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One Week in Georgia Itinerary (Country)

Mountains, cities, old churches, and more: road trip Georgia (country) with this one week in Georgia itinerary + check out some of the best places to visit in Georgia!

Georgia is a country that on one side seems untouched by time. It has a unique beauty and various cultural influences from past invaders and neighboring countries: Turkish, Russian, and Persian, to name a few. Anyone who visits Georgia cannot stop singing praises for its unique beauty characterized by rolling green hills, mountain scenery, vineyards, old churches, and watchtowers.

However, when you step into Tbilisi or Batumi, you’ll find a hip, young, modern vibe. Great eateries, shops from all the major international brands, and nothing to envy to any major European city. I love how Georgia manages to merge old and new in such a seamless way!

Fran and I were already considering Tbilisi for our summer base. A few of our blogger friends were in town, and Georgia is one of Fran’s favorite countries (I hadn’t been yet!). So when JayWay Travel invited us on a one-week trip to Georgia to show us some of the best landscapes of the country, it was a no-brainer: we had to go!

If you’re wondering what to do in Georgia in one week, keep reading: here it’s a full itinerary + a list of the best things to see in Georgia.


There are several options for tourists who wish to travel to Georgia. The entry point to the country is in the capital city: Tbilisi. There are many airlines that service flights to the city such as Georgian Airways, Austrian Airlines, Turkish Airlines, Czech Airlines, and AirBaltic, among others.

Finding a flight to the Tbilisi International Airport is, therefore, not a problem. Another major airport that you can fly into would be Kutaisi, the hub for low-cost flight companies such as WizzAir and soon Ryanair. The airport offers incoming flights from London, Berlin, and other European cities. There’s a modern bus that connects Kutaisi with Tbilisi many times a day, so it’s really not an issue to fly into Kutaisi rather than Tbilisi.

Aside from traveling via plane, there are options to travel to Georgia by land. One option is by bus with direct bus services from Istanbul, Turkey. You can also travel via train, with starting points in Azerbaijan, Armenia, and Turkey.


Once you make it to Georgia, getting around is pretty easy. You have plenty of transportation options to be able to see as many attractions within your one-week itinerary.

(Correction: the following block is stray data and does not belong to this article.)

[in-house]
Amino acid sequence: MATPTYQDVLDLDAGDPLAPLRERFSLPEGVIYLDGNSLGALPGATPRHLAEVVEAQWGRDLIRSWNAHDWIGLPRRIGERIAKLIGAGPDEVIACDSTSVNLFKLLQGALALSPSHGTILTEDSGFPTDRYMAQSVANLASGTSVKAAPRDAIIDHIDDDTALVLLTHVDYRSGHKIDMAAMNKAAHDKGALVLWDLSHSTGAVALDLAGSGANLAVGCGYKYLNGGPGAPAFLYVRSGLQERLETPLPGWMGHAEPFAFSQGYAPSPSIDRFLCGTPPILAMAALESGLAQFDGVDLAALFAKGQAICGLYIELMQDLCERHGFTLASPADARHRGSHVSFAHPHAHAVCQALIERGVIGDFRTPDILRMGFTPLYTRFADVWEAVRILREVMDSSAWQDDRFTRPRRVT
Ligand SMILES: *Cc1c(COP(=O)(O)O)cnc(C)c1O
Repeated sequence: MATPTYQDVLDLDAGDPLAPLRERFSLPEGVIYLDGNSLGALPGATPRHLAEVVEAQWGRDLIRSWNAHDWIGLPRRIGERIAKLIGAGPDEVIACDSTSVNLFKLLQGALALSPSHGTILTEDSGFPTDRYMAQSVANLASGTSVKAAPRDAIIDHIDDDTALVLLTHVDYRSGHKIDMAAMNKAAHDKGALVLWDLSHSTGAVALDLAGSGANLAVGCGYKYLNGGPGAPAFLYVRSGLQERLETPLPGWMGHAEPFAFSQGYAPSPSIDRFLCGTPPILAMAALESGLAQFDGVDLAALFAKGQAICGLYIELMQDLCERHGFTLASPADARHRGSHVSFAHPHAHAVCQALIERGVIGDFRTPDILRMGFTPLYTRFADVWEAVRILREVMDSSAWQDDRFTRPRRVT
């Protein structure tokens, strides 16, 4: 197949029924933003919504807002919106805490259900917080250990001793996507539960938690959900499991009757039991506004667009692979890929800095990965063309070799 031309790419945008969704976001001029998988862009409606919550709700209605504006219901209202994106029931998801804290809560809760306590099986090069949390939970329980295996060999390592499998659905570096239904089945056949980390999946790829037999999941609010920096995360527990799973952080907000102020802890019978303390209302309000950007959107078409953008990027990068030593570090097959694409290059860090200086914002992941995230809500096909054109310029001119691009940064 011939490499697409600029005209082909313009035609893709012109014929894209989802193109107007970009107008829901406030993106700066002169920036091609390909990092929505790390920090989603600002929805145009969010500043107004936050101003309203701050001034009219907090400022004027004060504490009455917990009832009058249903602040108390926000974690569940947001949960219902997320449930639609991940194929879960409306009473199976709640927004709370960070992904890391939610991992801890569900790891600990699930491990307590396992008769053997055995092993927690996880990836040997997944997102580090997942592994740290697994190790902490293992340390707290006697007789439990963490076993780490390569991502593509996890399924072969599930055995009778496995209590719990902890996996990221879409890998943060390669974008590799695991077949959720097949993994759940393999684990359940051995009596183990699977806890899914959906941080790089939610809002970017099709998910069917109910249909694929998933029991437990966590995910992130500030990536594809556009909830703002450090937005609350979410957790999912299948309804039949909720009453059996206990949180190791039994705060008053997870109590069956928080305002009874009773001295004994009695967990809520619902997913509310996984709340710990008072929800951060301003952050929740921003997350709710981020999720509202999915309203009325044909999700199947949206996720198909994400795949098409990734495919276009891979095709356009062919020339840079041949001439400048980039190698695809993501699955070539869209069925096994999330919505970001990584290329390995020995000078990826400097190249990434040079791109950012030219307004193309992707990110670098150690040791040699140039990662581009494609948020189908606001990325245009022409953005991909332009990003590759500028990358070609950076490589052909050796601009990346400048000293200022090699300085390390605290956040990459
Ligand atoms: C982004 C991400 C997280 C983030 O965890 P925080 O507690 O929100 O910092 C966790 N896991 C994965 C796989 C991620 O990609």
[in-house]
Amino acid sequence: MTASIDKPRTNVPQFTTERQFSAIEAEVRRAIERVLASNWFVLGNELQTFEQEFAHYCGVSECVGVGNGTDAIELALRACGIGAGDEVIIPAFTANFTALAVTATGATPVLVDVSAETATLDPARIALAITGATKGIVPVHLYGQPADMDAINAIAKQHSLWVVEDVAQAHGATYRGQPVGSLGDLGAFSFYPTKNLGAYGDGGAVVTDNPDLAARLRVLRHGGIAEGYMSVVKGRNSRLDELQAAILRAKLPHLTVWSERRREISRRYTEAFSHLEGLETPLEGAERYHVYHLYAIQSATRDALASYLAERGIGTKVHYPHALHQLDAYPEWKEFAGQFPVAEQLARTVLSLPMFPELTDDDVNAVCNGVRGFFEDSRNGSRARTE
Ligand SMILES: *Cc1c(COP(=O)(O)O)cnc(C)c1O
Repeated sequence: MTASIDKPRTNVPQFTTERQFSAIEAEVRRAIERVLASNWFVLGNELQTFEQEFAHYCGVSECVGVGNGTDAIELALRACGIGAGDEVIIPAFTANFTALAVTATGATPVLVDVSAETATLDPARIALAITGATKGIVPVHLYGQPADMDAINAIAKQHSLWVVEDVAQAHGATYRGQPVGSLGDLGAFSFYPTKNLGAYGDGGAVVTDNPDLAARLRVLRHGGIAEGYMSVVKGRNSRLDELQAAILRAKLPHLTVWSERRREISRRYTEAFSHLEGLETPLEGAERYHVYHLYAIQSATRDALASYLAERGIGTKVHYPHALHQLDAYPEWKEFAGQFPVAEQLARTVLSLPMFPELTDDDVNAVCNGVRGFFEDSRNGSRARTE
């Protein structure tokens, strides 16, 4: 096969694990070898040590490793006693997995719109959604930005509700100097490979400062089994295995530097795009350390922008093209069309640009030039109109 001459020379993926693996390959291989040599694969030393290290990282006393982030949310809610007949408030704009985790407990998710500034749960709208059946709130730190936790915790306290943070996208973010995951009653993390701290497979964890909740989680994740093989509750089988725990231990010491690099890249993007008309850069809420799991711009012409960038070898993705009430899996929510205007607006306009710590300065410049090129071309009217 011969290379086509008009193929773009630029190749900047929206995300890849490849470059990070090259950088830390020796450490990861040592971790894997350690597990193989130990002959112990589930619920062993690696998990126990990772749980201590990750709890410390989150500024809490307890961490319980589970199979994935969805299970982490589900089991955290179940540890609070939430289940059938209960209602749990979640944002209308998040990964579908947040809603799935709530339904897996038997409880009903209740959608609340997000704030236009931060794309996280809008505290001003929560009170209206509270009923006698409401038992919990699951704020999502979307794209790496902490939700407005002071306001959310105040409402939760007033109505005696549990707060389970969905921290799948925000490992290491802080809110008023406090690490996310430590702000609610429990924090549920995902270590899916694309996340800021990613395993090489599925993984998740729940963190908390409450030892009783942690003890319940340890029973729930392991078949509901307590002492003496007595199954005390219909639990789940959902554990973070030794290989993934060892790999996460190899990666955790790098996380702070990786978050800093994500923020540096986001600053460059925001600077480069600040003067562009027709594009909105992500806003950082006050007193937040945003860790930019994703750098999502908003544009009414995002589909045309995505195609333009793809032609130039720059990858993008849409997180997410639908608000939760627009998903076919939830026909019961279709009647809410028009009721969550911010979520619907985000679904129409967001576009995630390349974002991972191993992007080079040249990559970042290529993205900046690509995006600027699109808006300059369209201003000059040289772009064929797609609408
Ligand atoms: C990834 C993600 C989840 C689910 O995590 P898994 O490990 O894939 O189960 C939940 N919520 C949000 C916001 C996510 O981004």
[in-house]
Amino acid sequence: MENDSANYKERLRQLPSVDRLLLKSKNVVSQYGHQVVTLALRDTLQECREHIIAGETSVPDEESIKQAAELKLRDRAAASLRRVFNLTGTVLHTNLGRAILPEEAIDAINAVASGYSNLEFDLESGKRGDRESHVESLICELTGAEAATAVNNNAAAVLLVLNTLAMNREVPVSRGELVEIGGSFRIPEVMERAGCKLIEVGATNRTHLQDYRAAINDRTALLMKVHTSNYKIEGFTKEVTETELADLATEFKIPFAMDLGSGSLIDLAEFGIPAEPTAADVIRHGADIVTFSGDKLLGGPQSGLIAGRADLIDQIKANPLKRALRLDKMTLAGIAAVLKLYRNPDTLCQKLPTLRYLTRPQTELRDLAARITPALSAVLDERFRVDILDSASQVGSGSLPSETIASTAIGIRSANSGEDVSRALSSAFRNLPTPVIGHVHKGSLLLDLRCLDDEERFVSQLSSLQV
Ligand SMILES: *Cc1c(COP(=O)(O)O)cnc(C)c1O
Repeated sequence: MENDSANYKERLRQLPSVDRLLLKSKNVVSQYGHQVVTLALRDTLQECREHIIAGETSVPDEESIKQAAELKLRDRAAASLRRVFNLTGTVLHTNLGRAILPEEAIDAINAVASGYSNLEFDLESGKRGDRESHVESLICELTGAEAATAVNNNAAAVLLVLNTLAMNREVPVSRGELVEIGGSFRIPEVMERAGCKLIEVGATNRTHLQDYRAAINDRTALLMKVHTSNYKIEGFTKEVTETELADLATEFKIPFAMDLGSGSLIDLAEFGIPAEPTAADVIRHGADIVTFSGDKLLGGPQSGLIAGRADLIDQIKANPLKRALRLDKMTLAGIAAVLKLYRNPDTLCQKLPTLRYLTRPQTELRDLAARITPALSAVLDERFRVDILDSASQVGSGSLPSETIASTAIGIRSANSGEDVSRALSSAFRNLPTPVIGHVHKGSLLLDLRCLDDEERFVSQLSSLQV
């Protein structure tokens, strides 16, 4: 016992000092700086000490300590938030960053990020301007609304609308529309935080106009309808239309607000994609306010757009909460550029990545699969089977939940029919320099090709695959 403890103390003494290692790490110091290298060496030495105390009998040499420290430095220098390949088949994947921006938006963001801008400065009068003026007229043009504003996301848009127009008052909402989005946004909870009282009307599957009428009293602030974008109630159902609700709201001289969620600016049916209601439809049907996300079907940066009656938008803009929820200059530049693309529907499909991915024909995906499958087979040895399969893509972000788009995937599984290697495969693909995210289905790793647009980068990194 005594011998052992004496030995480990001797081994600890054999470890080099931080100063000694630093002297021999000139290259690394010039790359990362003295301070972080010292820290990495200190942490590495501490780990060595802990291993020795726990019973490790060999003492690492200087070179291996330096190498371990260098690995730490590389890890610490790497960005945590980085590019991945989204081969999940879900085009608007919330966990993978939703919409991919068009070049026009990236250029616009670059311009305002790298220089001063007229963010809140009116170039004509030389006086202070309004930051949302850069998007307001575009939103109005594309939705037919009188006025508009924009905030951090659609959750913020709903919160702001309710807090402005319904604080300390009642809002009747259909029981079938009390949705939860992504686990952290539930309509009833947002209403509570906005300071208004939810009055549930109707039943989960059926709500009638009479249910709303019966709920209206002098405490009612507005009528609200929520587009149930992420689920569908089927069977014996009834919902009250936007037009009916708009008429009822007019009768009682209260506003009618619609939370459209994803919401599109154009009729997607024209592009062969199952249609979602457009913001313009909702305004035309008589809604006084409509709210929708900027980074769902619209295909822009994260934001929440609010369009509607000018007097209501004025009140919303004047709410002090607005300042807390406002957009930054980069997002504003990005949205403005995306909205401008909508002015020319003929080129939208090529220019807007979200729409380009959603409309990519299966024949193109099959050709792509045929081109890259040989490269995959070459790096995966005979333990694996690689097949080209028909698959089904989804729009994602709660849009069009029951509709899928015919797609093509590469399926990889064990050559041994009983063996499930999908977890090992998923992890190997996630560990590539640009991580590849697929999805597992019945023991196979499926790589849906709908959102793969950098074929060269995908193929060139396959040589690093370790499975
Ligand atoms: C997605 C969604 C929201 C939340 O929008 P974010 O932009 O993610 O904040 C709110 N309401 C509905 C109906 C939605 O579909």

In the cities, taxis are the primary mode of transportation to get around and they are pretty cheap. But beware when you get on a taxicab as some drivers are known to exaggerate their prices for foreign tourists. Make sure you choose an official taxi with installed meters so you are not overcharged.

To avoid having to haggle, download Bolt. This is the local Uber, and honestly since I’ve downloaded the app I’ve never used a taxi. Most rides in Tbilisi cost between 4 and 6 GEL, the equivalent of 1,45 to 2 USD at the time of writing. You just have to use the app to select pick-up place and drop-off destination and you can either pay cash or by card.

Another good option in Tbilisi is the metro, which costs just 0.20 per ticket!

A yellow minibus is another convenient method of public transportation in Georgia. They operate based on established routes so you’ll need to determine what route to take to get to your destination here. You can simply flag down a yellow bus by waving your hand.

Marshrutkas, the shared vans, are a great option for traveling outside the city. They link most cities and towns in Georgia, and even if you have to travel across the country, you probably won’t pay more than $10.

For trips outside the city, a bus is another great option. There are many bus companies that operate in Tbilisi and Batumi, along with other major cities. You can also find many inter-regional buses.

Another method of transportation available in Georgia is the train. Georgian Railways connect Tbilisi and Batumi, to Kutaisi, Zugdidi, Borjomi, and a few other destinations. The trains usually run a couple of times a day per each destination. Download the Georgian Railways Mobile App for schedules and prices.